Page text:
• Kuwait has the 15th-tallest sculpted tower in the world – The Al Hamra Tower. Located in Kuwait City, it is also the country’s tallest tower and the 23rd tallest in the world. It took almost six years to complete. It is 414 meters tall with 80 floors.
  • Liberation Tower, which is one of the world’s tallest towers, is the second-tallest structure in the country, measuring 1220 feet. The tower has a revolving restaurant and an observation platform.
  • If a man presents a woman with a gift, it cannot come from him but must come from his wife, mother, sister or another female relative.
  • Kuwait’s economy is mostly petroleum based. Fertilizers and petroleum are their main export products.
  • In August 1990, Kuwait was invaded and forcibly annexed by Iraq.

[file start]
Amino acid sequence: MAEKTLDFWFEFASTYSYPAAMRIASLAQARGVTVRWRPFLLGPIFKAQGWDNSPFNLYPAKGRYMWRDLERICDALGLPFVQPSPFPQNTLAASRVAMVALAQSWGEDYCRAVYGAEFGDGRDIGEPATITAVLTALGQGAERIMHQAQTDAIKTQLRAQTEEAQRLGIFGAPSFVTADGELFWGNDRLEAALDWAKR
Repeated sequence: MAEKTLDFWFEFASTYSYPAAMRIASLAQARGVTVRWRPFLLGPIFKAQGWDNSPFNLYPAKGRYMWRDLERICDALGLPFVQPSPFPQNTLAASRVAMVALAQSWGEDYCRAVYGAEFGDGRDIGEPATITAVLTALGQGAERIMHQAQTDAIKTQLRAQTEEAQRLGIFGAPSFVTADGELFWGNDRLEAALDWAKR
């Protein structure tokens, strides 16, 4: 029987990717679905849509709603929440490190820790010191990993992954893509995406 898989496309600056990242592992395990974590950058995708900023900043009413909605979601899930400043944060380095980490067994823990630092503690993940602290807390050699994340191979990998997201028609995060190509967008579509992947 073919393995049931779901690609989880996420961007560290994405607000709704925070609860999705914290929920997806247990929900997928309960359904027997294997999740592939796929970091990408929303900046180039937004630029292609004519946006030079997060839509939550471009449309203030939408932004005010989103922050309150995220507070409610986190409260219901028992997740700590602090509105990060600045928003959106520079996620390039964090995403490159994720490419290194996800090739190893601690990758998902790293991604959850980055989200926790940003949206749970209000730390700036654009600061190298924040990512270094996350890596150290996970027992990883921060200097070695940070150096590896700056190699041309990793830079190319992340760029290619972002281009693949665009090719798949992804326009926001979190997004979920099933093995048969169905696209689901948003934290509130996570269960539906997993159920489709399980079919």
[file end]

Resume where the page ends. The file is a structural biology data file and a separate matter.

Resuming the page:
• The KIA (Kuwait Investment Authority) is the world’s oldest sovereign wealth fund. Kuwait is also the largest investor from the Arab world. An estimated $8.4 billion was invested by Kuwait in FDI during 2013.
  • Kuwait was a tiny, unnamed Gulf coastal locality prior to 1716, when several clans of the Aniza tribe migrated from the interior of the Arabian Desert. The land was later called Kuwait – a diminutive of the word kut, meaning “fort.” Pirates raided the area from sea and land, which caused decline of the region’s economic condition. The British took over piracy in the region, and thereafter Kuwait saw prosperity in the form of developing trade and shipbuilding opportunities.
  • The oil-rich country exports more than 60% of its oil to Asian countries. Cost of oil production in Kuwait is the lowest in the world due to the fact that the oil lies close to the surface of the earth, making it easy and economical to lift to the top.